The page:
Snap tastes like a German Gingersnap cookie - or in this case the Amish Lebkuchen. The healing ingredients like ginger and cinnamon put the kibosh on colds like nobody's business. If you are thinking medicinal bitters, you're more than half-way there.

Hot tea is the analgesic mixed with Root and Snap. If you want to make the drink a bit sweeter, may I suggest using pure cane sugar or raw honey? You'd never want to use a corn syrup sweetener on this mug full of healing. It would defeat the purpose!

Colonial Toddy

• Hot Tea
• Snap
• Root
• Mavea Filtered Water
The Bitter Truth Lemon Bitters
• Raw Honey or Pure Cane Sugar

1. Preheat a stout mug with boiling hot water, and then pour out
2. Add a tablespoon of Bitter Truth Lemon Bitters
3. Add 1 oz. Root
4. Add 1 ½ oz. Snap
5. Top with the hot tea
6. Adjust sweetness to taste
7. Add a pat of butter over the top if desired for a certain savory character

I'm going to tell myself to feel better with this hot toddy!

Cheers from DrinkUpNY!

Article by Warren Bobrow, a nationally published food and spirits columnist who writes for Williams-Sonoma, Foodista and the Beekman Boys.

Friday, December 28, 2012

The Red Velvet Armchair Cocktail

By Warren Bobrow

This is a holiday firecracker of a cocktail. This drink has all the crowd-pleasing excitement of a tropically inspired Tiki Bar concoction. But please keep this mind - this drink has the potential to hurt you badly. If you finish the night with a large glass of Fernet Branca you'll be set from the get-go. If not... woes be.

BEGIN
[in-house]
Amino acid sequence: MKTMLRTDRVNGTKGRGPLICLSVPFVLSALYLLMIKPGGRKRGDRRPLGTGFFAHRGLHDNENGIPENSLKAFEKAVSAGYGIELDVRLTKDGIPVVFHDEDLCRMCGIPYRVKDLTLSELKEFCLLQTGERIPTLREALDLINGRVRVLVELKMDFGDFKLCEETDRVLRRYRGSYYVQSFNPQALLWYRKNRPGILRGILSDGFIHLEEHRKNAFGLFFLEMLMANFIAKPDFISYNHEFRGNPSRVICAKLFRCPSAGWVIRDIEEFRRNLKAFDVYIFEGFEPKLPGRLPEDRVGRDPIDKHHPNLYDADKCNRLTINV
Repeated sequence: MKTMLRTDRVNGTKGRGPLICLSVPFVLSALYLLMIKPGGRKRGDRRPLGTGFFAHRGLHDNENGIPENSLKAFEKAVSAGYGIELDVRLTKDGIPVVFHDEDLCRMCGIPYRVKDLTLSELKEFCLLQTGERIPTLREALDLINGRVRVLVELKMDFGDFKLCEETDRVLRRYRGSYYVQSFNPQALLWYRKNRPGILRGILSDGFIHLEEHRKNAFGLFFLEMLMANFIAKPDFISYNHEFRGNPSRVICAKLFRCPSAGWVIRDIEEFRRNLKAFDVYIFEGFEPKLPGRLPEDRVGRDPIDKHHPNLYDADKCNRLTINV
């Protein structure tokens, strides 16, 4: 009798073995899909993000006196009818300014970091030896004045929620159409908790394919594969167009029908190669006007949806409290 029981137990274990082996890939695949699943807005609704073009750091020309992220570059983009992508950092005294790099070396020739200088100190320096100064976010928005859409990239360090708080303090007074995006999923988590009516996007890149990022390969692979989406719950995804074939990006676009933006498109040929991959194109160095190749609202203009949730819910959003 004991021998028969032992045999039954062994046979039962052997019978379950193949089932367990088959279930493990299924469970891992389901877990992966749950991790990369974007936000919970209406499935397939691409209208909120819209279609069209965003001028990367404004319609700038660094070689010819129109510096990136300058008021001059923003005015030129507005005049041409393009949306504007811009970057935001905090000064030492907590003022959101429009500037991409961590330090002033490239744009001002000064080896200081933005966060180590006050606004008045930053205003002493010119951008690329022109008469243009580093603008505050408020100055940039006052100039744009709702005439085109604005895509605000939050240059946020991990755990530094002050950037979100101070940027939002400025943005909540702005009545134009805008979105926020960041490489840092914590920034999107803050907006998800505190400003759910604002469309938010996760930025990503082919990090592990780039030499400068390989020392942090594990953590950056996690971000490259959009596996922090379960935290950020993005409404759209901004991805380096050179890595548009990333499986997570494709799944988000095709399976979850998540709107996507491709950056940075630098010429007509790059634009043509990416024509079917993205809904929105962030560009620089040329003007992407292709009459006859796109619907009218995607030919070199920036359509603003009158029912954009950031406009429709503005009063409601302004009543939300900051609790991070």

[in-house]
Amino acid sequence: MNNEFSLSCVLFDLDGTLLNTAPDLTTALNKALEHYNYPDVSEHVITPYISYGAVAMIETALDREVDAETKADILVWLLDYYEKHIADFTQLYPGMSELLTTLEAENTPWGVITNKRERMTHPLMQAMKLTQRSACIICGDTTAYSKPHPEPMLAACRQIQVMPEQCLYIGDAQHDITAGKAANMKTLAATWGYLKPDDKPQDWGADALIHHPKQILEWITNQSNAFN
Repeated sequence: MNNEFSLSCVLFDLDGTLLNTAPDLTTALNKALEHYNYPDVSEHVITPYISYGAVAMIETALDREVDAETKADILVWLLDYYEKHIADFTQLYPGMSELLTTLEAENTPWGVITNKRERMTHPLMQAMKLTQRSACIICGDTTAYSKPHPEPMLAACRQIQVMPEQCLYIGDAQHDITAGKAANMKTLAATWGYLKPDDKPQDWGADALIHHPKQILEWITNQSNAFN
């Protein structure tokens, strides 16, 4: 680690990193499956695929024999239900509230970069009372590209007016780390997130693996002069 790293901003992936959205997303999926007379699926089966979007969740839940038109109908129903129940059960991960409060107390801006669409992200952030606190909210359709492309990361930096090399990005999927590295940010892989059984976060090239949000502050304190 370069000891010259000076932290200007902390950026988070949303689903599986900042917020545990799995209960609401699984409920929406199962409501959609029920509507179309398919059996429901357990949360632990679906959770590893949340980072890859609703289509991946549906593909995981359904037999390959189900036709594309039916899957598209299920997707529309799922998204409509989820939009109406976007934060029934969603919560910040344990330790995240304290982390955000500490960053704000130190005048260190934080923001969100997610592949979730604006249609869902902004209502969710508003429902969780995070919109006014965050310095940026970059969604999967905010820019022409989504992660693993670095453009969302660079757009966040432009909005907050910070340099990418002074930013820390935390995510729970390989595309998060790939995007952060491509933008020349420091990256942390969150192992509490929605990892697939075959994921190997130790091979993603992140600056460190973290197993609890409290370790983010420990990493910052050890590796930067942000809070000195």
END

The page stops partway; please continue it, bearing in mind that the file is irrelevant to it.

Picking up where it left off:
Do not succumb to the wiles of this carbonated slurp that contains both Purity Vodka from Sweden and Campari from Italy, woven with the fizz of fine French sparkling water. Please don't say I didn't warn you first.

This is a very good holiday cocktail. It brings people together. The sound level will rise in the room from the soon to be inebriated crowd. Then come the singing and the dancing. Perhaps a bit of food is eaten, maybe not, then more cocktails. Carousing will take place.

The music seems far off, pulsing, throbbing in the background.

Soul Makossa? James Brown? Issac Hayes?

The room begins to spin.

Over there, by the punch bowl is a large Danish armchair made of red velvet. It looks so inviting. So charming. Reaching out for you to throw yourself into it. Let the chair envelop you in the firm material. The reasoning for the Red Velvet Armchair is quite simple - it holds you closely and won't ever let you go.

Visually, I love this punch for the colorful nature of the freshly squeezed blood orange juice and the addition of Campari and strong Swedish Vodka.